Question 31.31. A 25-year-old Asian American man arrives at the emergency department in a panic. Except for a bout with bronchitis a week earlier, he has been healthy his entire life; today he has blood in his urine. What is the most likely cause of his hematuria and how should it be treated? (Points : 2)

His Goodpasture syndrome should be treated with plasmapheresis and immunosuppressive therapy.

His membranous glomerulonephritis should be treated with corticosteroids.

His immunoglobulin A (IgA) nephropathy has no known effective treatments.

His Kimmelstiel-Wilson syndrome should be treated with control of high blood pressure and smoking cessation.



Question 32.32. A 77-year-old male patient with a diagnosis of stomach cancer has been found to have metastases in his liver. The patient and his family are surprised at this turn of events, stating that they don’t see how he could have developed cancer in his liver. Which of the following facts would underlie the reply that the care team provides? (Points : 2)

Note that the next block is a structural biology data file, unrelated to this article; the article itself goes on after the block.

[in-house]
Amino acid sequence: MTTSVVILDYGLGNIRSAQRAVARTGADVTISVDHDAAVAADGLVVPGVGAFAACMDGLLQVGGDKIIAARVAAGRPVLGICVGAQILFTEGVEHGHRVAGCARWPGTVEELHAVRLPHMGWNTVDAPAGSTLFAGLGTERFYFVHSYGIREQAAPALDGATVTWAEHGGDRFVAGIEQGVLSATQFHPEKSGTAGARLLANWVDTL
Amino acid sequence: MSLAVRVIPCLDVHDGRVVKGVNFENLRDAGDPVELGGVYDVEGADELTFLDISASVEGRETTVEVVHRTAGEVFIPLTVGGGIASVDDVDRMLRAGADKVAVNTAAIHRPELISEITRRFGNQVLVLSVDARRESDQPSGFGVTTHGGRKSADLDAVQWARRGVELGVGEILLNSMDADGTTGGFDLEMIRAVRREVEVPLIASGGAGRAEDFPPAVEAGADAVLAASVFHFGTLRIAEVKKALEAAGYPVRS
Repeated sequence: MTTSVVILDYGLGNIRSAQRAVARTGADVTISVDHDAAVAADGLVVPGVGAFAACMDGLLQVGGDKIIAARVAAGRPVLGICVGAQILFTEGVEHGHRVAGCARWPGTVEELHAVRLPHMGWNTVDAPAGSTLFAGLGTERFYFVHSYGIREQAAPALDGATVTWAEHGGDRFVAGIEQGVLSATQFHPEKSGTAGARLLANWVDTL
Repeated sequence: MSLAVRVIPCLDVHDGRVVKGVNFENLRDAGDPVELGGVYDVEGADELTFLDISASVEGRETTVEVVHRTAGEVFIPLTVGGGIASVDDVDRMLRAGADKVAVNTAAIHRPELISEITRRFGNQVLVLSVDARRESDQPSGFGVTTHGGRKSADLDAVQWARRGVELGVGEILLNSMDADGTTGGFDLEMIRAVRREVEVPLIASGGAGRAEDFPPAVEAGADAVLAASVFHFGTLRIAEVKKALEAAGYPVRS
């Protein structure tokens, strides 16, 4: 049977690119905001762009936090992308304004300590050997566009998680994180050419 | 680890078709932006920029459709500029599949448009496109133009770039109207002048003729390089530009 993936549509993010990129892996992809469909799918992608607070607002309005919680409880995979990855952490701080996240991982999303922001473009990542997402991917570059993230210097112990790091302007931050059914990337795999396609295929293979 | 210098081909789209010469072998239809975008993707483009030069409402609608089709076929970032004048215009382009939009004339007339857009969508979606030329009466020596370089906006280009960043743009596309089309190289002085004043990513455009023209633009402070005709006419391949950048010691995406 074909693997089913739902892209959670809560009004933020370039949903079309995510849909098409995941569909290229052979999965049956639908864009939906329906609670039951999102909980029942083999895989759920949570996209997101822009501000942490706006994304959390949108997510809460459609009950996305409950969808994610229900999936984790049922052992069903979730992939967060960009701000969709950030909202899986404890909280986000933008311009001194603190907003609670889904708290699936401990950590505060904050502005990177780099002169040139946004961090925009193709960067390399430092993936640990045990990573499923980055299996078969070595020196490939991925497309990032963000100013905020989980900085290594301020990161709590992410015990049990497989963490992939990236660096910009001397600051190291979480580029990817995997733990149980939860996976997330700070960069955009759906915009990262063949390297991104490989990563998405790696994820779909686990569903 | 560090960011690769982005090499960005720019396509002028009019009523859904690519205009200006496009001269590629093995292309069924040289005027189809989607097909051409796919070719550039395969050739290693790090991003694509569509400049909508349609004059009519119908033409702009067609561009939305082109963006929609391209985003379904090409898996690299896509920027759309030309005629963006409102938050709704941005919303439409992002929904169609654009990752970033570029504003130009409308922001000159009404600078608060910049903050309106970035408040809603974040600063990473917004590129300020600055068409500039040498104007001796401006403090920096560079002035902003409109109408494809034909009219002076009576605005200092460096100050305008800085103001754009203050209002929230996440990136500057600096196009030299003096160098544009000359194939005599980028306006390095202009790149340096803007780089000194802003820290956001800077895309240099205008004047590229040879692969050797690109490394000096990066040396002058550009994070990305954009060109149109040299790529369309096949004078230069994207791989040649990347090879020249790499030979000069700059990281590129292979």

The parenchymal tissue of the liver is particularly susceptible to secondary malignancies.

The portal circulatory system brings venous blood from the gastrointestinal tract into the liver.

Hepatic stromal tissue shares characteristics with cancerous cells, including lack of anchorage dependence.

The proximity of the liver to the stomach allows for direct spread of cancerous cells due to a lack of contact inhibition.





Question 33.33. A student nurse practitioner asks her preceptor about the origins of different tissues, and their cellular origins during the process of development. Which of the following statements by the preceptor best describes the process of cell differentiation? (Points : 2)

“Cells of the hematopoietic system produce the appropriate body cells that are required at each stage of development.”

“A single stem cell differentiates into approximately 200 different types of cells.”

“A fertilized ovum undergoes a series of divisions, yielding many different cell types.”

“Cells differentiate into necessary body cells, peaking after conception, and ceasing near the time of birth.”